Honeyberries: Are they the fifth berry?

The international marketing magazine for fresh produce buyers in Europe
Nina Pullman

BY NINA PULLMAN

@nina_pullman

Honeyberries: Are they the fifth berry?

Higher prices, lower costs and less competition may tempt northern growers into honeyberries, according to speakers at the Global Berry Congress

Honeyberries: Are they the fifth berry?

Honeyberries, or haskap, are produced in northern climates 

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Honeyberries can offer northern European growers lower production costs, higher prices and less competition from Mediterranean berry producers, according to speakers at the Global Berry Congress.

A breakout workshop looked at the potential for honeyberries, also known as haskap, as ‘the fifth berry’ with potential in a variety of different markets.

Speakers from a range of producer countries discussed the benefits of producing honeyberries, ranging from their status as a superfood with higher levels of antioxidants than blueberries, to their suitability for northern climates and low production costs.

Usually a product is firstly marketed in its fresh format, before being developed for the convenience and processed markets, but for honeyberries this should be the other way round, according to Jan Marc Schulz of Dutch importer SFI Rotterdam.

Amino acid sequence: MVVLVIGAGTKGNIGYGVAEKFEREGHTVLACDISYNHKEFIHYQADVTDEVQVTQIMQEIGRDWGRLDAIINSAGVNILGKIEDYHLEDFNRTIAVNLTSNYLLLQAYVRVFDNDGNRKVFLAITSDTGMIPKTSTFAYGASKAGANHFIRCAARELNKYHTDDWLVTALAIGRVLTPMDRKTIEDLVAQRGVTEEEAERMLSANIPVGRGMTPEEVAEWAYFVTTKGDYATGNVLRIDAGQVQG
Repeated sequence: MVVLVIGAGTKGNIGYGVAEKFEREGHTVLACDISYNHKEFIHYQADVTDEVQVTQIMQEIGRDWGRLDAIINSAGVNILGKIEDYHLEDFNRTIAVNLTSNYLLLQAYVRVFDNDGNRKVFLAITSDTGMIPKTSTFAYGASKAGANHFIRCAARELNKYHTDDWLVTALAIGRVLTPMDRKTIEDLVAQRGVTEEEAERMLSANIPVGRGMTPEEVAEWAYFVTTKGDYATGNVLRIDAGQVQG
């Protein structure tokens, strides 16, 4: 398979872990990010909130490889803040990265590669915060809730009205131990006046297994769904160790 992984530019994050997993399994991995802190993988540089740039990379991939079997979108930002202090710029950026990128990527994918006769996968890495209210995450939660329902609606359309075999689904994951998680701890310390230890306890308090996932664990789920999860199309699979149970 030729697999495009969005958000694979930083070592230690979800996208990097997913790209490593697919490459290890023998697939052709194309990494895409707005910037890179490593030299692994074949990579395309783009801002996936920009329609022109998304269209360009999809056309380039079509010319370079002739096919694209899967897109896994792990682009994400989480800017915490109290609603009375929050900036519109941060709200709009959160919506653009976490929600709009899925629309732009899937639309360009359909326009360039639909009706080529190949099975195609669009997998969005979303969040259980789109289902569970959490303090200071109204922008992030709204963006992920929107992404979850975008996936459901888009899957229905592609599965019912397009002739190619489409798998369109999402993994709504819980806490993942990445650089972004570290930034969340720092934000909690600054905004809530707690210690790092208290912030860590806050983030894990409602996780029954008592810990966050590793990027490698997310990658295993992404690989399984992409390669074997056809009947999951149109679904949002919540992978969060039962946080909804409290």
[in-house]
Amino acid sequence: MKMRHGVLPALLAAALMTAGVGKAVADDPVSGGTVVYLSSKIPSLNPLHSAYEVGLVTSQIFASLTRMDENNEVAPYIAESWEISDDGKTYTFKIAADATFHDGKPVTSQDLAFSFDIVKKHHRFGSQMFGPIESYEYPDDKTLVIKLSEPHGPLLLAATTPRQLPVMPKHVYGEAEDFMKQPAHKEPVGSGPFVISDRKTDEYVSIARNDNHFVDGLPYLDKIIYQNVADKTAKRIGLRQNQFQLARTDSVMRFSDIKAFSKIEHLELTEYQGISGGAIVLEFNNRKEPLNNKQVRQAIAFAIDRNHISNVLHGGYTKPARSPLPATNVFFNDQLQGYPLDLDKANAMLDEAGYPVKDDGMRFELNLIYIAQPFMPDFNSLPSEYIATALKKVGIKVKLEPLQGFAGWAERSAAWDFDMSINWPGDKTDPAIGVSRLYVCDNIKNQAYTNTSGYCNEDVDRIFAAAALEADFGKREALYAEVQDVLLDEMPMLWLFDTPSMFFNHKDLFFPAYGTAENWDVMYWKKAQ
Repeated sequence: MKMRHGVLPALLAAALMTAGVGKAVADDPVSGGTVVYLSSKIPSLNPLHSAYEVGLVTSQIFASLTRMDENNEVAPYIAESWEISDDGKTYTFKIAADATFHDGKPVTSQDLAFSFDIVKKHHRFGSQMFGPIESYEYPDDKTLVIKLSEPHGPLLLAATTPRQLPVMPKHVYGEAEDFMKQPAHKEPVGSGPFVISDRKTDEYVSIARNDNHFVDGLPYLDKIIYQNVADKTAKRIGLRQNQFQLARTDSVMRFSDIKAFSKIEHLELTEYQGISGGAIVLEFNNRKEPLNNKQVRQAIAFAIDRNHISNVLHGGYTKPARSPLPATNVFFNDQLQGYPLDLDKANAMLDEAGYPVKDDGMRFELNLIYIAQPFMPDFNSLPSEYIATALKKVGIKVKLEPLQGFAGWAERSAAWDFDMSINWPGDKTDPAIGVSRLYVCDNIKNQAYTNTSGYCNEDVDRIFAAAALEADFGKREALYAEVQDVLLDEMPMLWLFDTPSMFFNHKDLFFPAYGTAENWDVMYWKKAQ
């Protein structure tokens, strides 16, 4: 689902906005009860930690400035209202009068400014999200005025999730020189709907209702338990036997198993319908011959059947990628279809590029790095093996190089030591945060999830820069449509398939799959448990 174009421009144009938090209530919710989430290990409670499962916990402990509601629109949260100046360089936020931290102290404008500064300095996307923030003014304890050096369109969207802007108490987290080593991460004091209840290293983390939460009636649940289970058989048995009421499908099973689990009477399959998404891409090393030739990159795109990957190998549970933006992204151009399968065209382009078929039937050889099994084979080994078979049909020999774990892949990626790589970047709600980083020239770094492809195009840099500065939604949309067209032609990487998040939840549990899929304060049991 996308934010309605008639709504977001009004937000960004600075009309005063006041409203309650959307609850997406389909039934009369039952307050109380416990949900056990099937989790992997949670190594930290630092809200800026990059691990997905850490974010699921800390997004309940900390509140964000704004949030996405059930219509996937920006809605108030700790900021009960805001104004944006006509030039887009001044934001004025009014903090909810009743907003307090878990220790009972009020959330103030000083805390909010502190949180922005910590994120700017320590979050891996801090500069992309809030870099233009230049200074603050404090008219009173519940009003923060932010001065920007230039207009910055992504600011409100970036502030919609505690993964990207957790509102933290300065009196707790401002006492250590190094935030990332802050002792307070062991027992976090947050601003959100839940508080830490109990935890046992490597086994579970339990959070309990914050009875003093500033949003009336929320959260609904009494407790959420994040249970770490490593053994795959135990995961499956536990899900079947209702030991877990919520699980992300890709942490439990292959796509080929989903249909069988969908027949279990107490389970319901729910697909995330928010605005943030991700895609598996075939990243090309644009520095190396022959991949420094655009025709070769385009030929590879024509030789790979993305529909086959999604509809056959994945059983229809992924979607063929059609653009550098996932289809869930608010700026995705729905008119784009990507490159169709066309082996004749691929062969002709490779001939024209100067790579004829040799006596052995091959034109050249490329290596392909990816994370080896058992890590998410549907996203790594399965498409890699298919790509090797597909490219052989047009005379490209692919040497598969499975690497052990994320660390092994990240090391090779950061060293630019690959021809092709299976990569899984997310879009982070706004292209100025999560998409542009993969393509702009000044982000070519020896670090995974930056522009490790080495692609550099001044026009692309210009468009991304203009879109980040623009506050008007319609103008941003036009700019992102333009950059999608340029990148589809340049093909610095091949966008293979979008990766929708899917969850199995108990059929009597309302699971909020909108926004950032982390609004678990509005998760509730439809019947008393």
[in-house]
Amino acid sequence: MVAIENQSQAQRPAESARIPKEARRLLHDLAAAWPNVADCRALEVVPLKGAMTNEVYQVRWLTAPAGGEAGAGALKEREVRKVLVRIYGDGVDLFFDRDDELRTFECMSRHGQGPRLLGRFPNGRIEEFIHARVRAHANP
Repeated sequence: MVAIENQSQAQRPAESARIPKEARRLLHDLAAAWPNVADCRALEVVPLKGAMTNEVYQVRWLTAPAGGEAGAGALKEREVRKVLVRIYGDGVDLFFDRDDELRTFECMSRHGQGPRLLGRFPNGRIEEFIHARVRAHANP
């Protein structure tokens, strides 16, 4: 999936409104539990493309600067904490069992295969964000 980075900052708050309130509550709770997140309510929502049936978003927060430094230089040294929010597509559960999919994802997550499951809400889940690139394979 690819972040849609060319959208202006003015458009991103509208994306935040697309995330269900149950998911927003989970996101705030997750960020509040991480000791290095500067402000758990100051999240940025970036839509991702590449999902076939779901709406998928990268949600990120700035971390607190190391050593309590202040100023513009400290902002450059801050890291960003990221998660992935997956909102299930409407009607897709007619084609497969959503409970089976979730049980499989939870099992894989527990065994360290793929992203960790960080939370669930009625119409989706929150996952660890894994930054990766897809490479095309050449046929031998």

“The potential is there. A lot of growers are considering it now as it has margin," he said. "The fresh market will come, but I think we have to wait a bit because there’s not enough product available. But it will come.

“If you try and introduce a product to the fresh market too early without variety and flavour knowledge, you will ruin the name. In a jam, smoothie or alcohol product you can disguise any flaws in flavour.”

Schulz said there is some confusion over whether fresh honeyberries can be marketed inside the EU due to the Novel Foods Legislation, but noted this is due for review in January of next year. This summer's market introduction in Switzerland, which is outside of this legislation, will provide valuable consumer reaction, he added.

Logie Cassells of Canadian supplier LoveHoneyberry said the group’s goal in Scotland is to create a 5,000-acre grower group to produce fresh honeyberries.

“You have to sell the story first, and taste and quality must match this,” he said. “There are a lot of names for this berry and none of them are right or wrong, it should all be grounded in your story. Whether that’s haskap for the oriental or Japanese interpretation, or Honeyberry gin produced in Scotland.

“It’s perfect for smoothies. And it’s very exciting that you can produce a red wine made from Honeyberries in Scotland for exports. Personally, I’m very excited about the alcohol potential – it’s easy profit margin,” he added.

Honeyberries are primarily grown in Japan, Russia and north America, although there is established production in Germany, Poland and Scotland, as well as northern China.

Peter Stremer, of German research institute Landwirtschaftskammer Nordrhein-Westfalen, said the benefits to growers include less pressure from Mediterranean berry growers where the climate is too hot, low production costs and the potential for higher prices.

He said honeyberries can also avoid the life cycle of the SWD fruit fly pest due to an earlier harvesting window.

“In my opinion, we need to develop some quality specifications as there is currently a lot of inconsistency. It has a short shelf life as a fresh product so farmgate sales have an advantage,” he added.

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